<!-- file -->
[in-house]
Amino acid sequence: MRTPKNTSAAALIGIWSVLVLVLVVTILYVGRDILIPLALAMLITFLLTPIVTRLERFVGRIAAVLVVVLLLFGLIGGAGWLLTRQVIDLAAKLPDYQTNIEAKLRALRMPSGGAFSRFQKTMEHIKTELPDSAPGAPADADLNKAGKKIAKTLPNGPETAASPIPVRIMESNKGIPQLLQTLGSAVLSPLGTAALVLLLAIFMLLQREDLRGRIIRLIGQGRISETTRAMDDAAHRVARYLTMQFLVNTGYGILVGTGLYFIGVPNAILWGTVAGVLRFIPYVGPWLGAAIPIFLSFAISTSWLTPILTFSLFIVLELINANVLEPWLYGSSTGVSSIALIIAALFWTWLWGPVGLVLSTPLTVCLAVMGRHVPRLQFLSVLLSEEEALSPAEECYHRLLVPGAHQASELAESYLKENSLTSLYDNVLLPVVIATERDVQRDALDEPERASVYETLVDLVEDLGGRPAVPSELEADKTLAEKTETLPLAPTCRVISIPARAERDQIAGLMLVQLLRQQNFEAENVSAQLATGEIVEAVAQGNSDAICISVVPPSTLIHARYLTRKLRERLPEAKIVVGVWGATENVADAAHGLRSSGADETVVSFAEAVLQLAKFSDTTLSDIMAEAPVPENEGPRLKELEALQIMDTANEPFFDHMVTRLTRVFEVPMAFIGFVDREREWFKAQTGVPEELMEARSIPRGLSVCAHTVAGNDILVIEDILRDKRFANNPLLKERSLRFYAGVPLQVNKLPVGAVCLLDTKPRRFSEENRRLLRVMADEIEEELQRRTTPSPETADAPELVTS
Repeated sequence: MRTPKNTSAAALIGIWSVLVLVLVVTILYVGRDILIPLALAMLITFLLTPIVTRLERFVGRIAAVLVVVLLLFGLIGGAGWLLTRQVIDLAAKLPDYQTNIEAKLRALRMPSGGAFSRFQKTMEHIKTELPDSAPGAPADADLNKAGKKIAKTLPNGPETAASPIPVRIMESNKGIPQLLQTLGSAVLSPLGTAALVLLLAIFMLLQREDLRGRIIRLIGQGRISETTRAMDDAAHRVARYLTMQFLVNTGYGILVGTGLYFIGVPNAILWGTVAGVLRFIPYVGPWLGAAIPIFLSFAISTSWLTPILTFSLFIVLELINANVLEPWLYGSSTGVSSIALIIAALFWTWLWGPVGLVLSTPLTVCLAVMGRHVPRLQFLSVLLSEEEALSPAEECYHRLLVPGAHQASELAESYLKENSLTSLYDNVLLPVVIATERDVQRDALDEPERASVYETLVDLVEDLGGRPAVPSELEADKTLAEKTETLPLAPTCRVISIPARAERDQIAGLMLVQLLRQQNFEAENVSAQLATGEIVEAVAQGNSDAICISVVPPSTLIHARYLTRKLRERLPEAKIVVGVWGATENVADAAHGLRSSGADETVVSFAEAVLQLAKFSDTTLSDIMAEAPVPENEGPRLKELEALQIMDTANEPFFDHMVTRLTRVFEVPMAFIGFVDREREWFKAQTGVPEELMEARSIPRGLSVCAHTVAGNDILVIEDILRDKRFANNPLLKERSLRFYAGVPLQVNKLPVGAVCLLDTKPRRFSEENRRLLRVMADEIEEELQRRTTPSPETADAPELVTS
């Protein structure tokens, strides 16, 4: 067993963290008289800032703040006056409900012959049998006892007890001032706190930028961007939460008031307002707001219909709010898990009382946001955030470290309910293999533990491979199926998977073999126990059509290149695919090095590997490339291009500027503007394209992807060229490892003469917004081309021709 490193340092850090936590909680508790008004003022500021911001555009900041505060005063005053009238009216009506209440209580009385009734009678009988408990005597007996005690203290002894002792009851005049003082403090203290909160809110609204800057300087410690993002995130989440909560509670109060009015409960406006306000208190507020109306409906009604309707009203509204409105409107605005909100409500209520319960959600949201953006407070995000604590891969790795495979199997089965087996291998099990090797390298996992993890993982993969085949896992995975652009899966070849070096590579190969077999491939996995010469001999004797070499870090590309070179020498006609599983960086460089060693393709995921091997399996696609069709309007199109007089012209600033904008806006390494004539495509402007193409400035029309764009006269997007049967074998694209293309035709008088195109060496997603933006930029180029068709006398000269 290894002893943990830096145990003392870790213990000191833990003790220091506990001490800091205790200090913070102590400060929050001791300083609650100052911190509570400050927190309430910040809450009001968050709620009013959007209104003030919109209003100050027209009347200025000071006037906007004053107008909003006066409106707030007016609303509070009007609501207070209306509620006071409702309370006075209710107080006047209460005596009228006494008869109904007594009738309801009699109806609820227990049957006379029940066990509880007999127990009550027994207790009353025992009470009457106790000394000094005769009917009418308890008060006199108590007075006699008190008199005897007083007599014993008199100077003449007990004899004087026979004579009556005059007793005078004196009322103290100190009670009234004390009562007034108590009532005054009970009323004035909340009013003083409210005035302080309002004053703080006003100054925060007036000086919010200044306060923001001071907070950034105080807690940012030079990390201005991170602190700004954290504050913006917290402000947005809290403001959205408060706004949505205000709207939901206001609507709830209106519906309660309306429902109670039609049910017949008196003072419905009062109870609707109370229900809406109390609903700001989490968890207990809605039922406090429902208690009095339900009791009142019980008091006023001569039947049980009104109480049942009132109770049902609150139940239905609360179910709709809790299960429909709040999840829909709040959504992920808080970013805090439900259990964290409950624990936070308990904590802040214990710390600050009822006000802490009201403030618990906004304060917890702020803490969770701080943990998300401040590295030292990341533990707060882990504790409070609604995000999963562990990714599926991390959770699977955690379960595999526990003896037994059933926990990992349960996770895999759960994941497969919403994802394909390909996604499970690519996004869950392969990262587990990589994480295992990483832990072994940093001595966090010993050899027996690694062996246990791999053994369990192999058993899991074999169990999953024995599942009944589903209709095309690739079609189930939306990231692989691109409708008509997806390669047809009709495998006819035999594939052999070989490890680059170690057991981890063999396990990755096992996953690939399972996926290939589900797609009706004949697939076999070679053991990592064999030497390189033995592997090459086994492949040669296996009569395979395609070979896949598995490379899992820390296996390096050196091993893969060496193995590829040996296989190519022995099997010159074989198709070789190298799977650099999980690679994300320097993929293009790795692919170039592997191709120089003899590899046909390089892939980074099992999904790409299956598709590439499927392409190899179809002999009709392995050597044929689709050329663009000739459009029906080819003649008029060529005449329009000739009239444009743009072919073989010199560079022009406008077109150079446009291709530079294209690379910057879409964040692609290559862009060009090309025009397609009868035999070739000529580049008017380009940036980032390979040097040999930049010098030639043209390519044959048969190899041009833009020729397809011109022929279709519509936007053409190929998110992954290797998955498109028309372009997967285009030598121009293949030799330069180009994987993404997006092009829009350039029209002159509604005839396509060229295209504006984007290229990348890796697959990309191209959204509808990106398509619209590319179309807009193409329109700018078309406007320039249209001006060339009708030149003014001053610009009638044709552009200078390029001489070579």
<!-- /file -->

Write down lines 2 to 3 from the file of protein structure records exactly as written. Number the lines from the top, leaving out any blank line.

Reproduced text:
Amino acid sequence: MRTPKNTSAAALIGIWSVLVLVLVVTILYVGRDILIPLALAMLITFLLTPIVTRLERFVGRIAAVLVVVLLLFGLIGGAGWLLTRQVIDLAAKLPDYQTNIEAKLRALRMPSGGAFSRFQKTMEHIKTELPDSAPGAPADADLNKAGKKIAKTLPNGPETAASPIPVRIMESNKGIPQLLQTLGSAVLSPLGTAALVLLLAIFMLLQREDLRGRIIRLIGQGRISETTRAMDDAAHRVARYLTMQFLVNTGYGILVGTGLYFIGVPNAILWGTVAGVLRFIPYVGPWLGAAIPIFLSFAISTSWLTPILTFSLFIVLELINANVLEPWLYGSSTGVSSIALIIAALFWTWLWGPVGLVLSTPLTVCLAVMGRHVPRLQFLSVLLSEEEALSPAEECYHRLLVPGAHQASELAESYLKENSLTSLYDNVLLPVVIATERDVQRDALDEPERASVYETLVDLVEDLGGRPAVPSELEADKTLAEKTETLPLAPTCRVISIPARAERDQIAGLMLVQLLRQQNFEAENVSAQLATGEIVEAVAQGNSDAICISVVPPSTLIHARYLTRKLRERLPEAKIVVGVWGATENVADAAHGLRSSGADETVVSFAEAVLQLAKFSDTTLSDIMAEAPVPENEGPRLKELEALQIMDTANEPFFDHMVTRLTRVFEVPMAFIGFVDREREWFKAQTGVPEELMEARSIPRGLSVCAHTVAGNDILVIEDILRDKRFANNPLLKERSLRFYAGVPLQVNKLPVGAVCLLDTKPRRFSEENRRLLRVMADEIEEELQRRTTPSPETADAPELVTS
Repeated sequence: MRTPKNTSAAALIGIWSVLVLVLVVTILYVGRDILIPLALAMLITFLLTPIVTRLERFVGRIAAVLVVVLLLFGLIGGAGWLLTRQVIDLAAKLPDYQTNIEAKLRALRMPSGGAFSRFQKTMEHIKTELPDSAPGAPADADLNKAGKKIAKTLPNGPETAASPIPVRIMESNKGIPQLLQTLGSAVLSPLGTAALVLLLAIFMLLQREDLRGRIIRLIGQGRISETTRAMDDAAHRVARYLTMQFLVNTGYGILVGTGLYFIGVPNAILWGTVAGVLRFIPYVGPWLGAAIPIFLSFAISTSWLTPILTFSLFIVLELINANVLEPWLYGSSTGVSSIALIIAALFWTWLWGPVGLVLSTPLTVCLAVMGRHVPRLQFLSVLLSEEEALSPAEECYHRLLVPGAHQASELAESYLKENSLTSLYDNVLLPVVIATERDVQRDALDEPERASVYETLVDLVEDLGGRPAVPSELEADKTLAEKTETLPLAPTCRVISIPARAERDQIAGLMLVQLLRQQNFEAENVSAQLATGEIVEAVAQGNSDAICISVVPPSTLIHARYLTRKLRERLPEAKIVVGVWGATENVADAAHGLRSSGADETVVSFAEAVLQLAKFSDTTLSDIMAEAPVPENEGPRLKELEALQIMDTANEPFFDHMVTRLTRVFEVPMAFIGFVDREREWFKAQTGVPEELMEARSIPRGLSVCAHTVAGNDILVIEDILRDKRFANNPLLKERSLRFYAGVPLQVNKLPVGAVCLLDTKPRRFSEENRRLLRVMADEIEEELQRRTTPSPETADAPELVTS